When these parts are burdened, not only do we have all these extreme voices and energies inside, but we're also cut off from the resources they give us when they're not in their extreme roles. As people do this work they become lighter and not so burdened and their inner worlds and outer worlds become increasingly richer.

1440: What's happening when we get triggered?

Richard Schwartz: It's usually an exile that gets triggered and then a protector reacts. Say, for example, your partner says something hurtful and you respond angrily. If you slow down your reaction, you'll find that a vulnerable exile received what was said and the angry protector quickly jumped in to take care of it.
Often when I work with fighting couples they're in a protector war—the conversation is being had one protector to another. I'll stop the conversation and get them to focus inside to find the protector and the part it's protecting. I tell the couples not to come back to the conversation until they can speak for the exile and the protector rather than from them.
I help people speak for their parts with an open heart, sharing with their partner about the part that got so angry and also what it was protecting.
When people can be that vulnerable, it's very powerful and melts all hostilities.

1440: What if you see your protector in action but you can't seem to stop it, like with compulsive eating or other addictions?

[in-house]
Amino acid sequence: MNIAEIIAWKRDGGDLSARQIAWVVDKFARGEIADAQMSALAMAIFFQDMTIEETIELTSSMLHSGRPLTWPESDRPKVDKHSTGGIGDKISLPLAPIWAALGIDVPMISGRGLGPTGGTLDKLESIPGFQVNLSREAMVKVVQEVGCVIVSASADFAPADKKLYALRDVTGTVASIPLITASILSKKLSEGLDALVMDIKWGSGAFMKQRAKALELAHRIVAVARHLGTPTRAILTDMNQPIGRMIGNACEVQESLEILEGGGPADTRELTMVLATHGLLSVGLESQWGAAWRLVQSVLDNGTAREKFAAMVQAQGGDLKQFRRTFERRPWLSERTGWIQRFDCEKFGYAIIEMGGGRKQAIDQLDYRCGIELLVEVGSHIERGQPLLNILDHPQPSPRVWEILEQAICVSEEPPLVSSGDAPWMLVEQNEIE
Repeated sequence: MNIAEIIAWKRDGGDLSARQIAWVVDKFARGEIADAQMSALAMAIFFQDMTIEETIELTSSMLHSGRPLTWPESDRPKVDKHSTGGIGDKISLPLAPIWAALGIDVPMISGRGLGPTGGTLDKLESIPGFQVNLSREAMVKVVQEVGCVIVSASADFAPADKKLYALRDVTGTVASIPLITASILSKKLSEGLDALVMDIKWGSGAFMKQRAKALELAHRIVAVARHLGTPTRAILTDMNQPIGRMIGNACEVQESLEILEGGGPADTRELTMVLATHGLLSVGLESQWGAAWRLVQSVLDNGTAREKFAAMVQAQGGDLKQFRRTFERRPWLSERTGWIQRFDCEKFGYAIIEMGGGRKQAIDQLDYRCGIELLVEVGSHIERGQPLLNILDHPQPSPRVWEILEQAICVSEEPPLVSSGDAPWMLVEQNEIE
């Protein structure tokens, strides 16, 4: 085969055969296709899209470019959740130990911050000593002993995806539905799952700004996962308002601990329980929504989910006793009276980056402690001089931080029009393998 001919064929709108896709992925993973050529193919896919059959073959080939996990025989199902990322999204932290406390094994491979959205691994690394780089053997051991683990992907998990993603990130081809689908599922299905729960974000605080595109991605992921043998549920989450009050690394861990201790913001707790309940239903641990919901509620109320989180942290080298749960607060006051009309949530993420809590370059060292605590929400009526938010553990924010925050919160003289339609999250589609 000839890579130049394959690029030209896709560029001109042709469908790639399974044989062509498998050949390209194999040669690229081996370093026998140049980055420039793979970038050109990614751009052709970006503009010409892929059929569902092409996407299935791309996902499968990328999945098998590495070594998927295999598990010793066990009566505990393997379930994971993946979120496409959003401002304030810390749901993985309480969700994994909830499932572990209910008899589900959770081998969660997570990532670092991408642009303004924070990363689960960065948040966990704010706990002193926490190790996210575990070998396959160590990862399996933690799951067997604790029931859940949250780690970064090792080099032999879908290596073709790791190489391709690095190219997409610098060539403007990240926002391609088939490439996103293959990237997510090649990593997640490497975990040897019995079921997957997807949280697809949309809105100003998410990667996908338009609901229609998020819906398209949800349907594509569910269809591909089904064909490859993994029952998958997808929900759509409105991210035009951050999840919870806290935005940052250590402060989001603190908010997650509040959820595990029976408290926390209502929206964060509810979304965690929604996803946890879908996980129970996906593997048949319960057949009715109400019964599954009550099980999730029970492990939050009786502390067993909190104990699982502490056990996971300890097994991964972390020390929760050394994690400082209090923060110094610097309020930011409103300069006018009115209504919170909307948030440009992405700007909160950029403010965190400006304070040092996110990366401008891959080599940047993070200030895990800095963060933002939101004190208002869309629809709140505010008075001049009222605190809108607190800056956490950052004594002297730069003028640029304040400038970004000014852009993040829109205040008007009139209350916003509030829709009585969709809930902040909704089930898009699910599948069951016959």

Richard Schwartz: If you find yourself doing something like having ice cream for dinner again, that is what we call a trailhead. You said you wouldn't do this thing, but for some reason this ice cream part really feels like it's going to do something for you right now, so you spend time with it to find out why you feel that way. You try to uncover what it's trying to protect.
If I'm working with a client who is a former alcoholic and they come in and tell me sheepishly they went off the wagon this week, I say, "That's great," because this is a trailhead, and if we follow the trail it will lead us right to the part we need to heal that we haven't gotten to yet.
In the eating disorder field everyone tries to pit the client against what they call "Ed" (for eating disorder). But Ed will kick your ass if you're trying to fight it and defeat it. That's why so many anorexics commit suicide. Instead, if you go to Ed with curiosity and learn about why he's doing it and what he's afraid will happen if you don't do it, and you get permission to heal what he's trying to protect, then he doesn't have to keep doing it.

1440: What can parents do for their kids when it comes to their kids' parts?

Richard Schwartz: If you're a parent who has a bunch of exiles you haven't worked with or you are afraid of, whenever your kid acts like one of those exiles, you'll get triggered.
For example, if you have a very hurt part inside you and you have disdain for it because you think you ought to be strong, when your kid gets hurt and cries, that disdainful part of you is going to come out, even if you're not conscious of it. You're going to send a message to your kid not to cry and that will exile that little kid's part.
The best thing parents can do for their kids is find and heal their own internal parts so they can be present with their kids.
This interview was conducted on behalf of 1440 Multiversity by Jenn Brown—a freelance writer, editor, producer, and educator.